Thanks, interesting. This kind of “nested financing” is commonly used in Western countries. It’s usually called “project finance”. The reason for the nested structure is (at least in the West) not to expand the amount of leverage, but really to give some creditors priority over other creditors. If the loan is made directly to the project, then it is paid directly out of the project. Whereas loans to the parent are repaid by the parent, only after paying off the project loan. So project creditors take priority over parent creditors.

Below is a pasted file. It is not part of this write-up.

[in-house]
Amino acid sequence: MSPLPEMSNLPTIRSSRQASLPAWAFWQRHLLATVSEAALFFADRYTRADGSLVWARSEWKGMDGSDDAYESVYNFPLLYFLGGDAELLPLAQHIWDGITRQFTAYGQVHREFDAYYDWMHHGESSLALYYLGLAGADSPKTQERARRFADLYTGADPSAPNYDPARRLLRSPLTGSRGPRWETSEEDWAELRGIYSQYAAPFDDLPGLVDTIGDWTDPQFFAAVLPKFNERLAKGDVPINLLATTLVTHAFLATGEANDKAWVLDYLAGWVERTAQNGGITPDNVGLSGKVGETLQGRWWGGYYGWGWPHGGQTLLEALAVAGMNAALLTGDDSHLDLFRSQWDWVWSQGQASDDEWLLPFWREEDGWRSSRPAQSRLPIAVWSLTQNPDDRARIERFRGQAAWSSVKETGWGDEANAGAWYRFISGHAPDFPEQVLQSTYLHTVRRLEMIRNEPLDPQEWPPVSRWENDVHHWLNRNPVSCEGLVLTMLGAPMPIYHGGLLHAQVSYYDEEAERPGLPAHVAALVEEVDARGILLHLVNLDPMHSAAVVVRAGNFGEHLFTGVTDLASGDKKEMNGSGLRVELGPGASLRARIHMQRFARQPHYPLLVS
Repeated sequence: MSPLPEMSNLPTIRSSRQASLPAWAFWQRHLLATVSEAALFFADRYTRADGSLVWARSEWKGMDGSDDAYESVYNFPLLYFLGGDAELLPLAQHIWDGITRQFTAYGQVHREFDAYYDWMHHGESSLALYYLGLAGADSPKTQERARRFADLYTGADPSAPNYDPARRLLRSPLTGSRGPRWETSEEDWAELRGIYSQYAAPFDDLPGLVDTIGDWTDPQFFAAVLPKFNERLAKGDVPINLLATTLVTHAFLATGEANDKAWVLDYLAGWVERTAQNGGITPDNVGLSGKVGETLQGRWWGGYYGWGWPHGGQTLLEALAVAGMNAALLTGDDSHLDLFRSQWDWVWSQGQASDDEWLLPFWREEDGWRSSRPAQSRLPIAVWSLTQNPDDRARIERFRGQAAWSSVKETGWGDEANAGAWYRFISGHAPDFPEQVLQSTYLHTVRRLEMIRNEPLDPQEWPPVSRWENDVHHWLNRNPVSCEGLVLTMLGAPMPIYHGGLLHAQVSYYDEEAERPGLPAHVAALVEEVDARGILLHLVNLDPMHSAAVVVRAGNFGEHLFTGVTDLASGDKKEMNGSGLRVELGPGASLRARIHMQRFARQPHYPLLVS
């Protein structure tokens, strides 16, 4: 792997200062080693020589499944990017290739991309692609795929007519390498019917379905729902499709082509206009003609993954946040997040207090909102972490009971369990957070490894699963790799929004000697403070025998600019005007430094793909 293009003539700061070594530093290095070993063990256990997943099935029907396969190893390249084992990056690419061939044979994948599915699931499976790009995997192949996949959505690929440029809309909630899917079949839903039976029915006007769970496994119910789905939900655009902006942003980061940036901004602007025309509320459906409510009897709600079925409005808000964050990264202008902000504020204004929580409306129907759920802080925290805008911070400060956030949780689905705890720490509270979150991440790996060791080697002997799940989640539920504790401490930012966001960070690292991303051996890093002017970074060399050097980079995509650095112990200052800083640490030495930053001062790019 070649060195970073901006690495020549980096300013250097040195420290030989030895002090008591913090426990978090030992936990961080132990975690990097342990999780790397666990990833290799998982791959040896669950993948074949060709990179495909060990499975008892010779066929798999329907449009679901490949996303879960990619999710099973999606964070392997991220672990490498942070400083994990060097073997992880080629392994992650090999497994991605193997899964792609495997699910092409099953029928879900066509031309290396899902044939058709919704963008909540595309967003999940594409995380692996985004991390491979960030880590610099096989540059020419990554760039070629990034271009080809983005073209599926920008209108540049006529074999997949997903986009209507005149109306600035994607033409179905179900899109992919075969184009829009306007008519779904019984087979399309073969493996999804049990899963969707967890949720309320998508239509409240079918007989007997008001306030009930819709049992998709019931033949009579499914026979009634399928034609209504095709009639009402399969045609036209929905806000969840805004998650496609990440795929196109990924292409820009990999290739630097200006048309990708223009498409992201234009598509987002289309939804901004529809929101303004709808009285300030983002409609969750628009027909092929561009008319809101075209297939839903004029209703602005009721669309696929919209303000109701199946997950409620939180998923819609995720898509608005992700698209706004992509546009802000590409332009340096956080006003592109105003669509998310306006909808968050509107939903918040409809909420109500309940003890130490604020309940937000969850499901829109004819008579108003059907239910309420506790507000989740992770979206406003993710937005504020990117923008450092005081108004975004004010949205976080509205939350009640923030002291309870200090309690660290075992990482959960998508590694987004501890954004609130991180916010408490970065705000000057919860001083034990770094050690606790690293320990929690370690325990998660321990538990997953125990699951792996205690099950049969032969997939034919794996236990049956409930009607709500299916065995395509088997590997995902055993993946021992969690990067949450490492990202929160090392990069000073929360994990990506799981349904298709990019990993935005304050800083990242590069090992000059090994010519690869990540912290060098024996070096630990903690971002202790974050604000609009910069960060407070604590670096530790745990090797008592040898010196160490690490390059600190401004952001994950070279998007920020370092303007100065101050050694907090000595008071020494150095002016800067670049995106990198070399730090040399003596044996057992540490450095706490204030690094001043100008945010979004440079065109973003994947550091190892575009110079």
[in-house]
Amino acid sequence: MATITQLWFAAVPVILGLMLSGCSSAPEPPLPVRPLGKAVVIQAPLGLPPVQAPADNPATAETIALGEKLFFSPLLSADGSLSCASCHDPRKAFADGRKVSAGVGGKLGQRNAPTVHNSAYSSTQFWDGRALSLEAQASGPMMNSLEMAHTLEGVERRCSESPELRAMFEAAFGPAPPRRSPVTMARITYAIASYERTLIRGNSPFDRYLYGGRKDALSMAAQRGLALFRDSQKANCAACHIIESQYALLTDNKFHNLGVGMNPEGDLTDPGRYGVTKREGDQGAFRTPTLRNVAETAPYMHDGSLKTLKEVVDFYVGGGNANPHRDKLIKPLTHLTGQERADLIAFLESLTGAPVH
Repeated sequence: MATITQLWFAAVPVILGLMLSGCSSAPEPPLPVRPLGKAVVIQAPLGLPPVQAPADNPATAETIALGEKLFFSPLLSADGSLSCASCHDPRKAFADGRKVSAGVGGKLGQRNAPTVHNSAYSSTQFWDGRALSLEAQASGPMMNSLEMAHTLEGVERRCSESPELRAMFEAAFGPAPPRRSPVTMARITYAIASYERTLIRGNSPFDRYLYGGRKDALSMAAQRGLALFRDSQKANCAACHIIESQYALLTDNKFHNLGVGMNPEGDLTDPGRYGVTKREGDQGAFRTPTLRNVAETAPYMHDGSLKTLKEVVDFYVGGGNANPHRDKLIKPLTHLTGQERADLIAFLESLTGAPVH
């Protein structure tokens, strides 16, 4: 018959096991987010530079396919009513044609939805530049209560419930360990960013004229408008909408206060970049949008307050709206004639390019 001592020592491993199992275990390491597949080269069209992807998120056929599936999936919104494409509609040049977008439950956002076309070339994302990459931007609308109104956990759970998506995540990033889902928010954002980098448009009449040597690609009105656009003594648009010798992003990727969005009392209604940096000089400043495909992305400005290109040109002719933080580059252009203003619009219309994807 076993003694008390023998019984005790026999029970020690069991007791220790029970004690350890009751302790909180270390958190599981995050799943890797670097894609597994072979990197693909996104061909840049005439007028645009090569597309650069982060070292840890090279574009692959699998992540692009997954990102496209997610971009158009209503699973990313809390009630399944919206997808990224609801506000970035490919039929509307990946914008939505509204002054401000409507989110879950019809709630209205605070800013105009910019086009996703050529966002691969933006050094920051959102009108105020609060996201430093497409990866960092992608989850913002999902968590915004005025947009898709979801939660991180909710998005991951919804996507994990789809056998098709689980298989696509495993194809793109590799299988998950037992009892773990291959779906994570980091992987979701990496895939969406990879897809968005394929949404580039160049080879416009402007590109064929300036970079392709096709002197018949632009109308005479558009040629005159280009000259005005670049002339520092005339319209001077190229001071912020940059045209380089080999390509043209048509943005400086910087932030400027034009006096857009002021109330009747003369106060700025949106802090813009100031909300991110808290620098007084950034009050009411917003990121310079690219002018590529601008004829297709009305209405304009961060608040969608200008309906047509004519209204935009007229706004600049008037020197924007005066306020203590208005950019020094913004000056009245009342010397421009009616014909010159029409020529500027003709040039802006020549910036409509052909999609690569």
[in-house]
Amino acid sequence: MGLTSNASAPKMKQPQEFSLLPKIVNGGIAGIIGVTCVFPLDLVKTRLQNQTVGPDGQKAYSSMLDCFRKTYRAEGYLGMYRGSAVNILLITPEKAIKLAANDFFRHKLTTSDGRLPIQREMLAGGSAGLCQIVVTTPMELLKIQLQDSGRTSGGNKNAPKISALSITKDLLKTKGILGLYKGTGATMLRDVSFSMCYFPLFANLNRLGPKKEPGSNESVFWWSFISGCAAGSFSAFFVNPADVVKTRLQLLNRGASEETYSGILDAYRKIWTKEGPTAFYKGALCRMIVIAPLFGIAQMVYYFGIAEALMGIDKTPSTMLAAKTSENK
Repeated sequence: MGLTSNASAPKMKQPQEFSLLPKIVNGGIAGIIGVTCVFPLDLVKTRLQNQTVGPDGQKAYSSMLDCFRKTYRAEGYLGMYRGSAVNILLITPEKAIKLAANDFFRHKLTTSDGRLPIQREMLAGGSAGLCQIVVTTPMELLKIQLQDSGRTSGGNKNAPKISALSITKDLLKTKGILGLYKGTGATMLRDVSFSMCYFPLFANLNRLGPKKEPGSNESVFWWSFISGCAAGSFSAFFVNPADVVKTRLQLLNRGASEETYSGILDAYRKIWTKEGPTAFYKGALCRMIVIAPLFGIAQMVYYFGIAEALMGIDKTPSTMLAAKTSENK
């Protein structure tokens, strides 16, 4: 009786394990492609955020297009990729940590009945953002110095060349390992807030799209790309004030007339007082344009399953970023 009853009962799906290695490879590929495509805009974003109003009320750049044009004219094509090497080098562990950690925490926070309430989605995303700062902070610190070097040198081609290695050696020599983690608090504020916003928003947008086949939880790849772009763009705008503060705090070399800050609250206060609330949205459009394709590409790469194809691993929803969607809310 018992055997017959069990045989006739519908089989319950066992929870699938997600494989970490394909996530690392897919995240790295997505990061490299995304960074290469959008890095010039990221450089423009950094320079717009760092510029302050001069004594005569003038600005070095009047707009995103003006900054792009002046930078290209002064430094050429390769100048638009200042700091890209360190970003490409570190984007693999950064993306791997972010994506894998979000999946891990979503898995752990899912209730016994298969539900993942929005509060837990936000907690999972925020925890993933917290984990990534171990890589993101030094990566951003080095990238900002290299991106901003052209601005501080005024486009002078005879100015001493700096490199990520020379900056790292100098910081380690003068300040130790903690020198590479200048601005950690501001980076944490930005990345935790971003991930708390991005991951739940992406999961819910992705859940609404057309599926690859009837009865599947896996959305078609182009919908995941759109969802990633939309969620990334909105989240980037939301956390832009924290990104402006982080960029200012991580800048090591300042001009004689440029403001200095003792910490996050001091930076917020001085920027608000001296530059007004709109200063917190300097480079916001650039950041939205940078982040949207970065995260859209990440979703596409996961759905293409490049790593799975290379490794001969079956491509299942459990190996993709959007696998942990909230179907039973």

I am not sure what the motivation for the nested structure in China was. But if lenders were prudent and did their proper due diligence, they would “see through” the nested structure and take it into account in deciding how much to lend. At the end of the day, the loans have to be repaid by the project and so lenders would (if they were prudent) not increase the amount they lend simply because of the nested structure.

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Great work, but incomplete,

We see the asset side of local governments' ledgers.

(Brad Setser, for example, claims that Beijing is sitting on $9 trillion in foreign exchange assets, $6 trillion of which is undeclared).

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